These associations fall into the “informal” category. Every interest/professional specialty is different, so it’s important to regularly scan these options frequently and expect lots of changing tides. These groups act like one part blog, one part professional association. As an example, let’s say you’re an aspiring music producer in Los Angeles. Here are perfect examples of informal groups that you could consider joining:
- Meetup: Electronic Music Producers. 700+ members, new meetups scheduled!
- LinkedIn: Music Industry Expert. 14k members, tons of different connection opportunities.
There are also several LinkedIn groups that specialize in competitive and market intelligence. Check them out here:
Blogs and E-Reading
Blogs and other online publications represent the cutting-edge of professional learning today. Though there’s nothing conceptually new about following relevant blogs, the speed at which this information is available online plays a critical role in being able to leverage it. By the time strategies, tactics, and tips hit a published book, an online course, or even a product, the blogosphere could already have 100x the data on that particular subject.
Here are a few choice online publications with a recommended post from each:
Crayon Resources Page
While this may be the obligatory Crayon plug, we really do make an effort to share out the latest strategies and best practices as it relates to market and competitive intelligence. As a software company, we believe it’s critical to share free educational content on new, modern approaches to the field.
If you’re here, you are already familiar with our blog. That’s not where the Crayon online learning stops! Our free resource hub offers downloadable guides and templates on topics such as intel-driven content, measuring product marketing, and landing page trends, to name a few.
Recommended Download: Crayon Competitive Analysis Template
Harvard Business Review
The Harvard Business Review (hbr.org) is a must-read if you’re searching for top-notch business content. HBR pieces touch on virtually every subject and discipline conceivable under the general umbrella of business. HBR publications frequently include cross-disciplinary data that elevates their materials above and beyond other available sources.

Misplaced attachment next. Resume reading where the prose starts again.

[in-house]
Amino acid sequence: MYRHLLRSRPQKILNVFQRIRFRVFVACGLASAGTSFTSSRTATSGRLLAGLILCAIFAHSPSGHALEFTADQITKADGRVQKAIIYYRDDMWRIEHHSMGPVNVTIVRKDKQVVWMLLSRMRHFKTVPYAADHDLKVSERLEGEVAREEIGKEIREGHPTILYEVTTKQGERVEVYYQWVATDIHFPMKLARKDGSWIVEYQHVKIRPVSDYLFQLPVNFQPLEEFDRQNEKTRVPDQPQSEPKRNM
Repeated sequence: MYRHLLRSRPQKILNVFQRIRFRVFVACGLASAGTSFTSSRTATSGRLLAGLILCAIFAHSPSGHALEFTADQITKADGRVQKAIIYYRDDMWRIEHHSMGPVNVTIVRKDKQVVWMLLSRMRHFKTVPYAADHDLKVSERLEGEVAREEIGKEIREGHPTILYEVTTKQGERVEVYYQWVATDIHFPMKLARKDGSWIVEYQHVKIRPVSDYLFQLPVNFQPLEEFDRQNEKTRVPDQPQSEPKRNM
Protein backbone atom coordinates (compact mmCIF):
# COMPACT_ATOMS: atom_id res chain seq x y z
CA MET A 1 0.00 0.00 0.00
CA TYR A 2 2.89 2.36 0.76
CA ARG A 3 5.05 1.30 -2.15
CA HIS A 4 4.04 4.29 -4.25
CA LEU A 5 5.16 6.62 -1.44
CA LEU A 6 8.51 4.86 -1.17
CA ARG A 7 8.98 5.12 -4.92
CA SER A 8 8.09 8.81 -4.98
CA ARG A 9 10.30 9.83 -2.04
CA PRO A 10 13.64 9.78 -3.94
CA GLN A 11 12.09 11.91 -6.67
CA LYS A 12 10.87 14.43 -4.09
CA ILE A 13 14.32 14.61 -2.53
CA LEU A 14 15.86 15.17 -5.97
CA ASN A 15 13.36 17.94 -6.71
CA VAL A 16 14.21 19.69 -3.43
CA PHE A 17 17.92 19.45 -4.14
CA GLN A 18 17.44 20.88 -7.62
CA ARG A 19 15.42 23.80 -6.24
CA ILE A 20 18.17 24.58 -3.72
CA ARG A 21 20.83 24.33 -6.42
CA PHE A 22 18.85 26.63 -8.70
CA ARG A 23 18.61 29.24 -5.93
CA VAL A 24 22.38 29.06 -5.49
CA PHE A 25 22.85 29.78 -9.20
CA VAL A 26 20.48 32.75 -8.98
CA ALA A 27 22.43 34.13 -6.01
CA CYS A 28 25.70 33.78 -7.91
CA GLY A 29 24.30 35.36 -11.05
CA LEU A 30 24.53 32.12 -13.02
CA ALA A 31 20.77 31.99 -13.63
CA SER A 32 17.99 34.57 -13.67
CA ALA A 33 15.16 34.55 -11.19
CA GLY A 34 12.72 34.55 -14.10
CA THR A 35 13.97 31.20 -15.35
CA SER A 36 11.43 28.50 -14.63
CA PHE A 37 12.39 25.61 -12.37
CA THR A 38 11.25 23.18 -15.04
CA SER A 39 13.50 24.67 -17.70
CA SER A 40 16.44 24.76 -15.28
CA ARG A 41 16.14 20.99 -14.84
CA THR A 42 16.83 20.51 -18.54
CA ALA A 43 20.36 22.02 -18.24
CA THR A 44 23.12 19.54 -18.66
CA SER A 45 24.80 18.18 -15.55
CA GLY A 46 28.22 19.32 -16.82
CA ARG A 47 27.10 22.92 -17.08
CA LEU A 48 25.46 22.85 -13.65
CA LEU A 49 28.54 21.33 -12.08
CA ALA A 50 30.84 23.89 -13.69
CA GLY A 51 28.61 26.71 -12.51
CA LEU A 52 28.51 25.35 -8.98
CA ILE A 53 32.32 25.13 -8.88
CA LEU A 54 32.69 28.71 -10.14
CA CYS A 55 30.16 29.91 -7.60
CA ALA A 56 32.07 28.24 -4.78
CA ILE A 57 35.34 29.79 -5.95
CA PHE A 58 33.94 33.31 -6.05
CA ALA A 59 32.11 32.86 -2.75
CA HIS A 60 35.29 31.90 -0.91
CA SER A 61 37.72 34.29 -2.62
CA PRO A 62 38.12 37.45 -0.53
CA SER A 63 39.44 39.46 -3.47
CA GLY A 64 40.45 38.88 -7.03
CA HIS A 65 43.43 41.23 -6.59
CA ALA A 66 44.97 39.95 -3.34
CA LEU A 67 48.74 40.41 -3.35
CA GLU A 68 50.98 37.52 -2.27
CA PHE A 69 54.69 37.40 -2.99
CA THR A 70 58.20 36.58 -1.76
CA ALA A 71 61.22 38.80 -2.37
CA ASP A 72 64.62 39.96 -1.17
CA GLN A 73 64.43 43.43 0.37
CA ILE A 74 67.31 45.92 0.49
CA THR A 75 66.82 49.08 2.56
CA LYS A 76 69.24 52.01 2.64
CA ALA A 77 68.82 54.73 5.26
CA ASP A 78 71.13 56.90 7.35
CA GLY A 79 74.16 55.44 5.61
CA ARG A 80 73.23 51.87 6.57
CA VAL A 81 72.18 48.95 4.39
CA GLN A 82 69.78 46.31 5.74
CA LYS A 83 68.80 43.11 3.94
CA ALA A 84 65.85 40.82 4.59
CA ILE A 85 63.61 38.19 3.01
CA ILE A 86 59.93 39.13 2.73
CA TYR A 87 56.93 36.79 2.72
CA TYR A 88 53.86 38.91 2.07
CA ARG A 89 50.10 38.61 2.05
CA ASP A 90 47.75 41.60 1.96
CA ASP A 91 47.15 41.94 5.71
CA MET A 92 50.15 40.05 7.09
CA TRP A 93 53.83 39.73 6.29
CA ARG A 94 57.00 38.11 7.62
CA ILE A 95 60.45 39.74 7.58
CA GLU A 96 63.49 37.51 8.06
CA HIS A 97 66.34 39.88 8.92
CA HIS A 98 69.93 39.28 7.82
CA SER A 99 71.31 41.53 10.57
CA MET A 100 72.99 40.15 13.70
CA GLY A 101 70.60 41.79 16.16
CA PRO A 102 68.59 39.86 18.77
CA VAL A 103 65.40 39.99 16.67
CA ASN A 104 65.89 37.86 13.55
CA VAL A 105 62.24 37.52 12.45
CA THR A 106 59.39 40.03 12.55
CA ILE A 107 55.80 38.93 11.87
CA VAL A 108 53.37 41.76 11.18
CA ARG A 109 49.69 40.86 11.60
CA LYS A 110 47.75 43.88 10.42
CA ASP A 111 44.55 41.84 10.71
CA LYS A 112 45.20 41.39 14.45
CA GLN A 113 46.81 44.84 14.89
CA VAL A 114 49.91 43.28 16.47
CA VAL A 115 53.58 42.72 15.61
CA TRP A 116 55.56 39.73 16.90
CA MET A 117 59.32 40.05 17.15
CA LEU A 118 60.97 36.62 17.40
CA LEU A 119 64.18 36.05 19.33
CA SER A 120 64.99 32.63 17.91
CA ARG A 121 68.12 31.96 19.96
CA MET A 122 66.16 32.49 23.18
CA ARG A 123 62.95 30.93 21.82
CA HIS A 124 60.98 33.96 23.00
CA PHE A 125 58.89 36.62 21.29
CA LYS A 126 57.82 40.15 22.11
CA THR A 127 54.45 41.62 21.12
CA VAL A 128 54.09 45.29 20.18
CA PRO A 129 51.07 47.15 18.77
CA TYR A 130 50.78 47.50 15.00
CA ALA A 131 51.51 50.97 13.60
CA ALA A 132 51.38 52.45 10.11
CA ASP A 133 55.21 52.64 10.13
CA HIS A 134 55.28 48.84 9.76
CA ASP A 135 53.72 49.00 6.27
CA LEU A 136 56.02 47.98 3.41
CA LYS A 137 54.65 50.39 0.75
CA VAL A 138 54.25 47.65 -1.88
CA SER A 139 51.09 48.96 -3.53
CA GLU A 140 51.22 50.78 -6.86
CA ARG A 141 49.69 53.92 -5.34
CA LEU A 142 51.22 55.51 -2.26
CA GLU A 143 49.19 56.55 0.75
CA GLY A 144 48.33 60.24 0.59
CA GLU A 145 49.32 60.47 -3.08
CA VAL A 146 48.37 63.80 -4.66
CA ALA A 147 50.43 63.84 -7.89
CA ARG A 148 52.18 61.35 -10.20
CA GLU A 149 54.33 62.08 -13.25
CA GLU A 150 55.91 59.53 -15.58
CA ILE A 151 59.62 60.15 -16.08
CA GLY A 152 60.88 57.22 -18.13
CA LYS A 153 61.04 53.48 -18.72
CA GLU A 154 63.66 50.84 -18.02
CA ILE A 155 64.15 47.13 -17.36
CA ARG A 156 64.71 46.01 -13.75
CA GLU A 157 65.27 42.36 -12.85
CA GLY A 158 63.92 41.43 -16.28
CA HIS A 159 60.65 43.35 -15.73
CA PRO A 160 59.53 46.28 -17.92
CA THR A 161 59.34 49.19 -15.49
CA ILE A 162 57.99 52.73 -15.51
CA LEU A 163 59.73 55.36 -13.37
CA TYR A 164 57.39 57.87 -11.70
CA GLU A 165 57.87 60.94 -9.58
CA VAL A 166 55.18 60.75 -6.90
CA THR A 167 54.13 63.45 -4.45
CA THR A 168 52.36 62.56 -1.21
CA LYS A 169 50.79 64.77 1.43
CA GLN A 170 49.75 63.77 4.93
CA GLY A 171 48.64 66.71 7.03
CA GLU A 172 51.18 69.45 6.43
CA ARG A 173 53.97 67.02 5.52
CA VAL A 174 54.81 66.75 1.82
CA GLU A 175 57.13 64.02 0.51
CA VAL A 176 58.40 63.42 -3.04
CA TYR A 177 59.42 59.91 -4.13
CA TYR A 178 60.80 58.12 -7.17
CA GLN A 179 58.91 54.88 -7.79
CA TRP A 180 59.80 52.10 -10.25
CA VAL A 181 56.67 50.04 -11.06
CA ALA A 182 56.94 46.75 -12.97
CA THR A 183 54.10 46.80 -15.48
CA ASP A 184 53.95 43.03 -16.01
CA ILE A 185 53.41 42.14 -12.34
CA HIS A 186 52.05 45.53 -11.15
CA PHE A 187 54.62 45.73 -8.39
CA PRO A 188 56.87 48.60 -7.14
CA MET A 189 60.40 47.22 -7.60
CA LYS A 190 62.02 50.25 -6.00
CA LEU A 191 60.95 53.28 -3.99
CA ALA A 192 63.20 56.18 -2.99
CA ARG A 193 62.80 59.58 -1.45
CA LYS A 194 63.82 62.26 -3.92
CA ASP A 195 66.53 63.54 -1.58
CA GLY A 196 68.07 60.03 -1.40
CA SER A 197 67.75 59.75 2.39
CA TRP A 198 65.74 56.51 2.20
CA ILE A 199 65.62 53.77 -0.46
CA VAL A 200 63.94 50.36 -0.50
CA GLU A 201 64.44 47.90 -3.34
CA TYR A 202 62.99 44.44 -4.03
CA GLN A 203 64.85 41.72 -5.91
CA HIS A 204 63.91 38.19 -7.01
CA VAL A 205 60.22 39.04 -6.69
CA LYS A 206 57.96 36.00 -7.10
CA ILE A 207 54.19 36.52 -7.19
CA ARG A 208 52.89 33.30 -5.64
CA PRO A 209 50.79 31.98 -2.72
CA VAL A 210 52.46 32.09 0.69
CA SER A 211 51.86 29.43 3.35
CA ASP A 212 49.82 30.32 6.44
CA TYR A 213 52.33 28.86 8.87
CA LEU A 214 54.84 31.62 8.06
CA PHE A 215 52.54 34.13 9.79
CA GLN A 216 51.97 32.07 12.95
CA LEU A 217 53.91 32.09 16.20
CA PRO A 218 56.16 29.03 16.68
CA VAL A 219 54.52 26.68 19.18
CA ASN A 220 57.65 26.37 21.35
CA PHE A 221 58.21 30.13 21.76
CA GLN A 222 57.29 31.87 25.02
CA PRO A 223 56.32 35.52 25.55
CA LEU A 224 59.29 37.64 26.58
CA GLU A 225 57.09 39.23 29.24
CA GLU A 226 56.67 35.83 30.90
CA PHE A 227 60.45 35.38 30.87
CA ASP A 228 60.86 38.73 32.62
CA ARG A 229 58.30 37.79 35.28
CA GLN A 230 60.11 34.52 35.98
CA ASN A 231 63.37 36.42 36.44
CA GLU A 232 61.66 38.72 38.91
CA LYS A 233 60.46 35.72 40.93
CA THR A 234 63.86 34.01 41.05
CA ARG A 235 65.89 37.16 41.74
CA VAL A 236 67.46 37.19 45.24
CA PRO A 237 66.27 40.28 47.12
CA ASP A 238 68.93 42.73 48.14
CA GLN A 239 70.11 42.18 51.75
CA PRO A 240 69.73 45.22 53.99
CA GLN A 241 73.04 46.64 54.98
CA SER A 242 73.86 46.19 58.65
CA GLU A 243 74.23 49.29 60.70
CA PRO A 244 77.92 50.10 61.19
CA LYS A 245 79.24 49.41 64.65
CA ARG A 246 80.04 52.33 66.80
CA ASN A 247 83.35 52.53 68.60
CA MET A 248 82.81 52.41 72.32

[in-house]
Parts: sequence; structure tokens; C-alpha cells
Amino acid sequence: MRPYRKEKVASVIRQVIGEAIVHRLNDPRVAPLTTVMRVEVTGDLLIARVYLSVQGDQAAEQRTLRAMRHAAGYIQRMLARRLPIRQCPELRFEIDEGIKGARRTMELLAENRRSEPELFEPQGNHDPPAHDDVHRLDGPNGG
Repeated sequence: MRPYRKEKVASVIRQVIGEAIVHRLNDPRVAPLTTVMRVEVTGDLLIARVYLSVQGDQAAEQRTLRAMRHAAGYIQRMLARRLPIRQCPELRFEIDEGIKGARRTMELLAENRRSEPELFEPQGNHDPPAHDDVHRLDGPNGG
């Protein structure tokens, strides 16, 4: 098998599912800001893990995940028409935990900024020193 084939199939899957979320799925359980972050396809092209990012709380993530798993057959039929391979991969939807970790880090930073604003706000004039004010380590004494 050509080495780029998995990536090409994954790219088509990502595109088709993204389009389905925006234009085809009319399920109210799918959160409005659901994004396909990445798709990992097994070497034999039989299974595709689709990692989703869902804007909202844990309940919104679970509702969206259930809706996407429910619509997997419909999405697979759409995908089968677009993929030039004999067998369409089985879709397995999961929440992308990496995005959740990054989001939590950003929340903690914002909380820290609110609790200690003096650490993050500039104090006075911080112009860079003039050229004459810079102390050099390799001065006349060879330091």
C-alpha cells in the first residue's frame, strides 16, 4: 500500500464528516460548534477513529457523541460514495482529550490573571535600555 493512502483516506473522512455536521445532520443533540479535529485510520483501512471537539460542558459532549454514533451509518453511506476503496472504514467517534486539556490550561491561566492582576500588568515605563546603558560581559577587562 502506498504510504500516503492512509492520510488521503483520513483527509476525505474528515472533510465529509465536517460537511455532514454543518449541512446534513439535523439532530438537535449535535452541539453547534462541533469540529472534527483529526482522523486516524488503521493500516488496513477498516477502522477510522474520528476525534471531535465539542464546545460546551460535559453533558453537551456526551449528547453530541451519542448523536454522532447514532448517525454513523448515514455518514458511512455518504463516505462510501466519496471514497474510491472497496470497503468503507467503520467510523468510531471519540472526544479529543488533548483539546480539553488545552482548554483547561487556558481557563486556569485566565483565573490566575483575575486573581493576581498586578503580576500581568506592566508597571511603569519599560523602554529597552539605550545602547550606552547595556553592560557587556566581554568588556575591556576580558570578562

Recommended Reading: Leaders Can Turn Creativity into a Competitive Advantage
Quora is the world’s open-source Q&A platform. Like anything sourced openly, answers are not always high quality. Because there is no “gate” preventing amateurs from answering questions, you can expect results that vary in usefulness. The way that Quora handles this issue is by allowing users to vote up/down on the quality of the response, pushing the best answers to the top. While this isn’t exactly IBM Watson, it’s at least as good as having the “Ask the Audience” lifeline on Millionaire.
Recommended Thread: Is there a site you can use to search competitor's sites?
There are TONS of free courses out on EdX, Coursera, iTunesU, and beyond that can help aspiring competitive intelligence professionals grow. CI pro’s stand to gain a significant advantage by incorporating a “lifelong learner” mindset. Teachable skills in analysis, strategy, decision making, and market research (among others) can vastly improve the CI toolkit of anyone who reserves a seat in class.
Here are 6 free online classes that can add value to your CI skillset:
BONUS: 2 Free Competitive Intelligence Tools
If you’re looking to practice competitive intelligence and you want to work with a platform, consider Crayon’s two most popular free tools - Inspire and Intel Free. Our Inspire tool is like having lightning in a bottle for creative design inspiration across the web. For discovering, analyzing, and acting on just some of your competitor’s online content, look no further than Crayon Intel Free.
- Browse and save millions of web design examples
- Get inspired for your next marketing design project
- Discover and monitor content and design changes from key competitors
- Share your newfound insights and take ownership of your next competitive strategy